Infant and Child Development is not about �stuff�
December 02, 2013
When we are bombarded by information and products, how are we as new parents supposed to decipher what is in the best interest of our child when it comes to their development?
Parents can quickly become bombarded with information about everything they need to do to optimize the first months of their child’s very impressionable life. A new, overwhelmed, sleep deprived parent can find everything from music for math skills, swaddling positioners for longer sleep, bottles for better speech development, and even multiple equipment options to speed up a child’s progression for walking. Today there are so many items available for purchase that if a person wanted to, they could go through an entire day never having to hold, cuddle, snuggle, whisper, sing, gaze, laugh, or touch their baby…..and that is exactly the point. When it comes right down to it, the best things that we can provide for our babies development has nothing to do with the “stuff”!
Here’s what advertisements for most baby products don’t tell you: the loving, safe environment and day to day interactions with your infant provides the greatest sensory and motor opportunities! What we often forget is that children develop and thrive when exposed to the basic sensory experiences - this is what makes us feeling, thinking, sensitive beings. There are no electronic devices that can ever, or will ever, replace being talked to, being held, or being played with.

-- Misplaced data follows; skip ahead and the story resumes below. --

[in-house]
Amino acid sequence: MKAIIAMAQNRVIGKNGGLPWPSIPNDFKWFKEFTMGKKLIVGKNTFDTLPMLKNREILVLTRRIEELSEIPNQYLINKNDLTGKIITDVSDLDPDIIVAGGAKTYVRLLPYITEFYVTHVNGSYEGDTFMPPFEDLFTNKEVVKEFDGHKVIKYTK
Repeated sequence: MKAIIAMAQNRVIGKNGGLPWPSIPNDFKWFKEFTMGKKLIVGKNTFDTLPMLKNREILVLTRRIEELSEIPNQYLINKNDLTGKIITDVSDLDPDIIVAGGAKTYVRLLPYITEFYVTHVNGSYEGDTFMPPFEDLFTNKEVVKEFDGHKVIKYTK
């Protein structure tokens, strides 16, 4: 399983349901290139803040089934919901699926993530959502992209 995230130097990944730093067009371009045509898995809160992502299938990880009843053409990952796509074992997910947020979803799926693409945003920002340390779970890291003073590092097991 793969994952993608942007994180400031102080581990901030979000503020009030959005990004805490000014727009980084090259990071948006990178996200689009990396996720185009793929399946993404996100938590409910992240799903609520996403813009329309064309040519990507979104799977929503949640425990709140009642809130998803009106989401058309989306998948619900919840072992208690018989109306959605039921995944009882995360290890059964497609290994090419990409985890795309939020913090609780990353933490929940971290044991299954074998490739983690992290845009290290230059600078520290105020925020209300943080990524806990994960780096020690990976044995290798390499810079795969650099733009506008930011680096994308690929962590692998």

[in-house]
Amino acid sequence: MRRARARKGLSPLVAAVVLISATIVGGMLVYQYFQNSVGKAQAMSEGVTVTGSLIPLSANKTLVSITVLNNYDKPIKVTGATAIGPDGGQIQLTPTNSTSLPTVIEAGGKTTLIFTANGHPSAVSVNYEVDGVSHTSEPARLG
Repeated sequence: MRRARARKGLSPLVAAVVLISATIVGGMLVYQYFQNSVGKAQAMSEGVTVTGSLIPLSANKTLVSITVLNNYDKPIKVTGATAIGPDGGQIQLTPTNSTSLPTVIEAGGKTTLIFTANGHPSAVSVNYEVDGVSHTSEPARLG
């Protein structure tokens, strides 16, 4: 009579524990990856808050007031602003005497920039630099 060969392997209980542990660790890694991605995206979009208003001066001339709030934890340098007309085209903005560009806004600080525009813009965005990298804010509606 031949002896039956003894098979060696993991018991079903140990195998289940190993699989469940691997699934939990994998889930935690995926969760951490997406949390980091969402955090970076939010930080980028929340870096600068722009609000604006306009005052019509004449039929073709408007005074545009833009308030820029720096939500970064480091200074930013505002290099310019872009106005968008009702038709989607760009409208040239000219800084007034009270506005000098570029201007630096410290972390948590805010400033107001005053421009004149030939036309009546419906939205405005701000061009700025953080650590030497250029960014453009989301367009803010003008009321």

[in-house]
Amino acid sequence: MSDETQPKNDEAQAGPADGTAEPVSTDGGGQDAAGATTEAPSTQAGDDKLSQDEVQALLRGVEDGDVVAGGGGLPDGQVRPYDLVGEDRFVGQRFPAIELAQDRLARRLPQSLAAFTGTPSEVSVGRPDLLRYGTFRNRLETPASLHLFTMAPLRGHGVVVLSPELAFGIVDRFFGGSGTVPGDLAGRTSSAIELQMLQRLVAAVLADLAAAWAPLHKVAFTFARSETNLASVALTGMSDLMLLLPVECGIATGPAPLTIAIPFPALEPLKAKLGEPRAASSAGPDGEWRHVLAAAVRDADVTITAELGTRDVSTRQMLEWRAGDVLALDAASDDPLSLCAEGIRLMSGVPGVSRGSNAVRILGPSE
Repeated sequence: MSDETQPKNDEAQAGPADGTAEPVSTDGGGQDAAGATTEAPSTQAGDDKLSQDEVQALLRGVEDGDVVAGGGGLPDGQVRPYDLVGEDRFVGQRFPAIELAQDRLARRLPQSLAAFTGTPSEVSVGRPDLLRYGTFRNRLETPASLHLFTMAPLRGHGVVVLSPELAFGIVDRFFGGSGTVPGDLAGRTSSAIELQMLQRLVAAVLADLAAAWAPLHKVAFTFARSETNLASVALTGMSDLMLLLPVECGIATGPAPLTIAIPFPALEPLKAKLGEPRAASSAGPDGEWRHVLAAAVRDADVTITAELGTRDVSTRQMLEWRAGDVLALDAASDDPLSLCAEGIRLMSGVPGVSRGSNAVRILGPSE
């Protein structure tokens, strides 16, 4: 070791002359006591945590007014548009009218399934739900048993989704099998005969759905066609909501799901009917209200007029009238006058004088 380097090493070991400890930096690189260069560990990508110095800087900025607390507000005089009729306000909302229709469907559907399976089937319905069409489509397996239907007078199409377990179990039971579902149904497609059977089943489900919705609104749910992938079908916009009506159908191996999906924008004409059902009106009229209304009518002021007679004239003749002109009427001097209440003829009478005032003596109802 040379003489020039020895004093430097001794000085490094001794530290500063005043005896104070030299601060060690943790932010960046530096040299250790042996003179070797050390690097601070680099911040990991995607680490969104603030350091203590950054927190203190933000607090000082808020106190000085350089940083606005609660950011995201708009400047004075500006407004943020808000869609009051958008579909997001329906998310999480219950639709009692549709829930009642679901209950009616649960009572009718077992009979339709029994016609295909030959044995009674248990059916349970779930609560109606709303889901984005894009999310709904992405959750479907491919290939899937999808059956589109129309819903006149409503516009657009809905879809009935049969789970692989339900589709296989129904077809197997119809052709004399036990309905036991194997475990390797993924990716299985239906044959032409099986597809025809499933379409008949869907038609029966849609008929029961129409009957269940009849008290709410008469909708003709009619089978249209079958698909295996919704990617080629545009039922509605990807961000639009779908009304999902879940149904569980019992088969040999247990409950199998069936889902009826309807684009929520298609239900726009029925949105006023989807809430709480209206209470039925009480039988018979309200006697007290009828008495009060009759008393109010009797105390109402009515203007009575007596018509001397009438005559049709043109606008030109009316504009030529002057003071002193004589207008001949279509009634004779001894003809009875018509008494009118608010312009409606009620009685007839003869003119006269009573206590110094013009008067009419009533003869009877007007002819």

Young children, like adults thrive from sensory experiences that stimulate all of the senses. Being in a parent’s arms and touching and exploring faces, making eye contact, being on one’s tummy and feeling the ground below (yes, tummy time during play is extremely important and helpful for development!), and being held and walking around, all provide the necessary input that helps an infant understand where their body is in relation to the space around it. Hearing the voices of loved ones and being talked back to when making funny sounds with their voices facilitates speech development. Allowing a baby to gaze and look all around at people and things both close and far away supports eye muscle development.
The next time you find yourself questioning if you are doing everything right or whether or not you “have the right stuff,” reflect on what your infant seems to enjoy the most. Take your child for a walk. Sit your child on your lap and swing gently back and forth at the park and feel the wind on your faces. Lay down on the floor on your tummy opposite your baby and play. Talk. Sing. Laugh. Hug. Dance. The simple fundamental everyday sights and sounds that we rely on each day to communicate, regulate, and organize ourselves as adults, are the same things our infants need to grow, thrive, develop, and learn. The things our children need most are what we can give of ourselves – and it is all free.